Our data was collected between 2018–20 and consists of ethnographic observations and semi-structured interviews conducted across four police forces[6] in England; forces whose forensic support services are joined in a service collaboration. Over 170 hours of ethnographic observations were undertaken with the four in-house digital forensics units (DFUs). DFUs provide contracted DF services to their associated forces. Their precursors, High Tech Crime Units, developed as part of forensic service support provisions within most police forces following Operation Ore.[7] Historically, DF provision has been fragmented and underfunded. This was amplified by the streamlining strategies proposed by the British government to generate cost savings across police services (House of Commons Science and Technology Committee 2017). Each of the forty-three police forces in England (and Wales) have been required to manage their own funding allocations from a historically reduced budget, reorganize procedures to best address local service demand, and use in-house DFUs and/or private forensic service providers. To try and make best use of the limited resources at their disposal, some forces (including those studied in this article) have formed forensic service collaborations. At the time of the fieldwork, demand for DF routinely outstripped capabilities (Tully 2020), leading to backlogs. Against the substantial demand for DF and limited capacity, DFUs effectively ration their service provision (Rappert et al. 2020).

Similar to recent ethnographic analyses of forensic laboratories (Bechky 2021; Kruse 2015) our fieldwork observations attended to the range of different technical and administrative processes, conducted by various DF professionals, such as technicians, mobile and computer examiners and DFU team leaders. Observations were primarily conducted by Wheat, who wrote detailed notes on each encounter. In addition, Wilson-Kovacs and Rappert also observed DFU meetings. Sixty-seven semi-structured interviews with DF practitioners, expert witnesses, and police officers at various ranks of command were conducted by Wheat, Wilson-Kovacs and Rappert.[8] The interviews typically lasted between 90–120 minutes and were audio recorded, transcribed and analyzed using a thematic approach (Braun and Clarke 2006). To supplement the qualitative data, relevant national policy and internal guidance documents on the application of DF in policing were reviewed.

Given the importance of processing IIOC nationally, this article examines the practices related to the possession of IIOC. To give a sense of their relative significance, internally compiled figures from the four forces studied indicate that more than eighty percent of the total number of cases requiring DF examination related to the possession, distribution and making of IIOC. As forms of fieldwork specific to IIOC, Wheat and Wilson-Kovacs completed a DFU induction session used to pre-prepare new employees on the type of IIOC they are likely to encounter, and to provide information on how such images were categorized. Wheat also undertook the computerized Child Abuse Image Database (CAID) training program that police officers must complete prior to their categorization of indecent images of children.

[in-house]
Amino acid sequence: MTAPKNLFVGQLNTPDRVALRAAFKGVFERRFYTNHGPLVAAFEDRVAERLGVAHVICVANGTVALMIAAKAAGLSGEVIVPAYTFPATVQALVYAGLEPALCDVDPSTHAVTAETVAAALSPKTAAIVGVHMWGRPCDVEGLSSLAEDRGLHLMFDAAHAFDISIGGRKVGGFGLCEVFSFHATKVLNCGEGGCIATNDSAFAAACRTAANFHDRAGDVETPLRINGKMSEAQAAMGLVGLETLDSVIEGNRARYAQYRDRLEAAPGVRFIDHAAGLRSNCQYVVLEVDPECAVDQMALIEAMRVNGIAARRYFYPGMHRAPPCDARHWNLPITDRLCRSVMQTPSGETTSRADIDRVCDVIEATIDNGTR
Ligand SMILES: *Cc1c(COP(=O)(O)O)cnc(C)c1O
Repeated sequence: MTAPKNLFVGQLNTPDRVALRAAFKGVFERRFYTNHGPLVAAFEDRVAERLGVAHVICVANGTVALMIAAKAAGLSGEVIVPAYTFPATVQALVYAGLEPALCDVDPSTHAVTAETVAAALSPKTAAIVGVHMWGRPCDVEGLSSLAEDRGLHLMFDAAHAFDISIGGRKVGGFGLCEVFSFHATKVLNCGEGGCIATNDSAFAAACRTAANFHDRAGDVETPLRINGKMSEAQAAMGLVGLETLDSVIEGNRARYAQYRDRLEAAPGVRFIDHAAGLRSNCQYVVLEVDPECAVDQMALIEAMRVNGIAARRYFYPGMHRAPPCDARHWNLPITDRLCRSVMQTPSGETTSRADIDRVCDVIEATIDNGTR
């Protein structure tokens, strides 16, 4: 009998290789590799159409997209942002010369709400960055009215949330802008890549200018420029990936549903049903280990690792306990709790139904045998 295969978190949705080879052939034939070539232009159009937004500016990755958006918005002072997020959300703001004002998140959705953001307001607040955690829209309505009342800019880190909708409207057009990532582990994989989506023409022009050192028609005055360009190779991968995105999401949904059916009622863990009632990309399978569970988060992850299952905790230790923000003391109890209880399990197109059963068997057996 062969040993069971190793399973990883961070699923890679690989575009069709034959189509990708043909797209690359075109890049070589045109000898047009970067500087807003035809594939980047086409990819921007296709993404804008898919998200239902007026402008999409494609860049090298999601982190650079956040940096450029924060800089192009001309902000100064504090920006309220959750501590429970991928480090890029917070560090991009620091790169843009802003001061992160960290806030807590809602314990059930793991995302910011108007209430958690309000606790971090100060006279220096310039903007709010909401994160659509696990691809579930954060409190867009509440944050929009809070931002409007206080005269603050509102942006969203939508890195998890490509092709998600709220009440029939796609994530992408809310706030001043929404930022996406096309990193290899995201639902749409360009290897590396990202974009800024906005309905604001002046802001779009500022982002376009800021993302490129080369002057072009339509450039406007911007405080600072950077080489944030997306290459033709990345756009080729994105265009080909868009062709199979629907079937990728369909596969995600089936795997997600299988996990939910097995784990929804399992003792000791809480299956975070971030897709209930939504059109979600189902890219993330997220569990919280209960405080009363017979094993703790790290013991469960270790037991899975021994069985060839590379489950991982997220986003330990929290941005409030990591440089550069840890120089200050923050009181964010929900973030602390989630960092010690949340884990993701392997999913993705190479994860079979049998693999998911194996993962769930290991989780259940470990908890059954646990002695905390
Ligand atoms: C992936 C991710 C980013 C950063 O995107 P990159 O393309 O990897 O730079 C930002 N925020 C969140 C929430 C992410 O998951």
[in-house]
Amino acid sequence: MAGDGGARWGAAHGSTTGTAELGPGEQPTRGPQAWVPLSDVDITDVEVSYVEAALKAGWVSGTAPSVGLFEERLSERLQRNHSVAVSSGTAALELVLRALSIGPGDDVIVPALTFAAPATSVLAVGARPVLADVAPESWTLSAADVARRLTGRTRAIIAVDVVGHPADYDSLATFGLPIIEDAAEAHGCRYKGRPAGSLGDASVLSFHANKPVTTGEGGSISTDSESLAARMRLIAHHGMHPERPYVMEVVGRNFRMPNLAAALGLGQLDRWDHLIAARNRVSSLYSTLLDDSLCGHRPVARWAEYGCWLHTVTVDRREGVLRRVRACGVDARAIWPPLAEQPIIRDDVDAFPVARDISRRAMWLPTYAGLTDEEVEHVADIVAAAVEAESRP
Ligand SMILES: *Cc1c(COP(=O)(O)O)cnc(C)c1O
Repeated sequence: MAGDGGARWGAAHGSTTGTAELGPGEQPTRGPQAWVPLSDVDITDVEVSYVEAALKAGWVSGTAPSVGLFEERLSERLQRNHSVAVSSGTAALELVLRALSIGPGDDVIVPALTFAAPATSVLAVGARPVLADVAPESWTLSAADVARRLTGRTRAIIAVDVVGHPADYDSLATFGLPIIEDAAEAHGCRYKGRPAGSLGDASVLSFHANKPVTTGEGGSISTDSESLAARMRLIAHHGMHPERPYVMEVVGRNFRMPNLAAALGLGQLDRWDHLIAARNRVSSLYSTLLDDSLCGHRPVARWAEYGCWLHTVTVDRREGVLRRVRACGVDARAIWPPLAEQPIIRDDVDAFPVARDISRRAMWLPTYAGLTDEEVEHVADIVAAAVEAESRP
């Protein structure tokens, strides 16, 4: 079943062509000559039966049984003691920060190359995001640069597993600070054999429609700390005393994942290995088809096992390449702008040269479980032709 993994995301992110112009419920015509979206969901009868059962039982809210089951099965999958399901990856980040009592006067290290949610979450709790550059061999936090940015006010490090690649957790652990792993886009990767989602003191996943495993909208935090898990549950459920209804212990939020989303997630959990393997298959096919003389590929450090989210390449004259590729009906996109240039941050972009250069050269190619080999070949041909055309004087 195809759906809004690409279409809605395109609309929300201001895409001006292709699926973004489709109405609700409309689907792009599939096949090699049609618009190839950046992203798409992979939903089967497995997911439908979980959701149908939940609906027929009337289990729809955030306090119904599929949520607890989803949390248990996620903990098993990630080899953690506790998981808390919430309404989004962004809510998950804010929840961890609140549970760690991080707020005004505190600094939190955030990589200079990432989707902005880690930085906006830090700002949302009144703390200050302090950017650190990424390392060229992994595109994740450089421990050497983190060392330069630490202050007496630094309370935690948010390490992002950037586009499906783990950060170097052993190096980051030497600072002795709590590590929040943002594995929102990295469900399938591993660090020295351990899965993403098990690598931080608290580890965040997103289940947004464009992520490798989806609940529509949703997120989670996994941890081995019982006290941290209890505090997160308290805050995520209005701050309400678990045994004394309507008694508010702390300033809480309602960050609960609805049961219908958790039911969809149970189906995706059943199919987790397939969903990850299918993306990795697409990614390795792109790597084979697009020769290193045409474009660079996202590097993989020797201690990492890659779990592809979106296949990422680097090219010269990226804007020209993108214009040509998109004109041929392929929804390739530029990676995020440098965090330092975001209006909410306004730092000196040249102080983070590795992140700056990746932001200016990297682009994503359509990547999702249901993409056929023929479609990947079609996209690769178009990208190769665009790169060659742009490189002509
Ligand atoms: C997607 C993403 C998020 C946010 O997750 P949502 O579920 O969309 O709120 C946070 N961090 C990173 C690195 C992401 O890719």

From Devices to Evidence

This section elaborates three important inter-related sets of activities for transforming digital devices into data: establishing standardized protocols, managing onus and delegating tasks. Their consideration will illustrate the tensions between the forensic demands placed upon the production of evidence wherein surety and contingency intermingle in organizational efforts to manage large amounts of data.

We begin with a brief description of the criminal investigation process for digital devices in relation to IIOC. Law enforcement’s efforts to combat the possession, distribution and production of IIOC extend to both the detection of their online access and sharing, to the identification and examination of the electronic devices used. For the former, the UK adopts a self-regulatory approach to service and online providers in their monitoring of data traffic and identification of potential images. Subject to mandatory law reporting, providers must inform the National Centre for Missing and Exploited Children (NCMEC) about any child sexual exploitation and abuse images on their platforms discovered through their own detection activities (IICSA 2020). In turn, NCMEC refers such instances to the National Crime Agency (NCA), which can then triage, geo-locate and forward the referrals to local forces.[9]

Upon receiving such information, specialist police teams identify the risks that suspects pose to children. Typically, if an arrest is planned, members of these units (sometimes accompanied by DF examiners) seize devices that intelligence suggests may lead to possible evidence. Depending on the type of suspected offence, triage software and automated tools may be used to select and scan the devices most likely to yield incriminating information. Seized items are then forwarded to the local DFU with information about the suspected offence and the request for the extraction of the relevant evidence. Upon acceptance, the DFU will proceed according to its Service Level Agreement, the standardized formal protocol that establishes (and thereby delimits) the contractual obligations between the police force and the DFU.